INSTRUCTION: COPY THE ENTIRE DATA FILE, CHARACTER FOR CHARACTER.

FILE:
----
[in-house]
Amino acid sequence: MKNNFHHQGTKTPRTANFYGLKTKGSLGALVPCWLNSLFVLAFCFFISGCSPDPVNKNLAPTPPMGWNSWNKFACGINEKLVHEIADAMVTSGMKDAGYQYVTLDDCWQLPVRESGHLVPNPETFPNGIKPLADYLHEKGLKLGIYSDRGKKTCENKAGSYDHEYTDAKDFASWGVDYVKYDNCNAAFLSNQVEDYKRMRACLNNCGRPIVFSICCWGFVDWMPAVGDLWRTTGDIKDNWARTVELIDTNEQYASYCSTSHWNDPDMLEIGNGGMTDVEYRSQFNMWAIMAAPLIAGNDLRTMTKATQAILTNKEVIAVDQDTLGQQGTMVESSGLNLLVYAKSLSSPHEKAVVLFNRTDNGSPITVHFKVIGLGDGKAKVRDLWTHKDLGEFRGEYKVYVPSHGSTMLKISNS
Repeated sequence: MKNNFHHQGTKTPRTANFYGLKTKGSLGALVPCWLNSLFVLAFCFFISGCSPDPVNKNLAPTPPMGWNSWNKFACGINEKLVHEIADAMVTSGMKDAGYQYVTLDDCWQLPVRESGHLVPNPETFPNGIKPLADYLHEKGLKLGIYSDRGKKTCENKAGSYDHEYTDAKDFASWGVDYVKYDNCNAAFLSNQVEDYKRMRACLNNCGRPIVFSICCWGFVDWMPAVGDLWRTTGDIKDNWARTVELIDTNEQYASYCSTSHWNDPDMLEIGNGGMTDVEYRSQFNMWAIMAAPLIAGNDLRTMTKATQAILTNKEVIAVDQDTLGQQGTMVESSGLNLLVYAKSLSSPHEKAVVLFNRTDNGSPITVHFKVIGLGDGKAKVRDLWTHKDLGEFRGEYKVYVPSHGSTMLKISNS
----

[in-house]
Amino acid sequence: MKNNFHHQGTKTPRTANFYGLKTKGSLGALVPCWLNSLFVLAFCFFISGCSPDPVNKNLAPTPPMGWNSWNKFACGINEKLVHEIADAMVTSGMKDAGYQYVTLDDCWQLPVRESGHLVPNPETFPNGIKPLADYLHEKGLKLGIYSDRGKKTCENKAGSYDHEYTDAKDFASWGVDYVKYDNCNAAFLSNQVEDYKRMRACLNNCGRPIVFSICCWGFVDWMPAVGDLWRTTGDIKDNWARTVELIDTNEQYASYCSTSHWNDPDMLEIGNGGMTDVEYRSQFNMWAIMAAPLIAGNDLRTMTKATQAILTNKEVIAVDQDTLGQQGTMVESSGLNLLVYAKSLSSPHEKAVVLFNRTDNGSPITVHFKVIGLGDGKAKVRDLWTHKDLGEFRGEYKVYVPSHGSTMLKISNS
Repeated sequence: MKNNFHHQGTKTPRTANFYGLKTKGSLGALVPCWLNSLFVLAFCFFISGCSPDPVNKNLAPTPPMGWNSWNKFACGINEKLVHEIADAMVTSGMKDAGYQYVTLDDCWQLPVRESGHLVPNPETFPNGIKPLADYLHEKGLKLGIYSDRGKKTCENKAGSYDHEYTDAKDFASWGVDYVKYDNCNAAFLSNQVEDYKRMRACLNNCGRPIVFSICCWGFVDWMPAVGDLWRTTGDIKDNWARTVELIDTNEQYASYCSTSHWNDPDMLEIGNGGMTDVEYRSQFNMWAIMAAPLIAGNDLRTMTKATQAILTNKEVIAVDQDTLGQQGTMVESSGLNLLVYAKSLSSPHEKAVVLFNRTDNGSPITVHFKVIGLGDGKAKVRDLWTHKDLGEFRGEYKVYVPSHGSTMLKISNS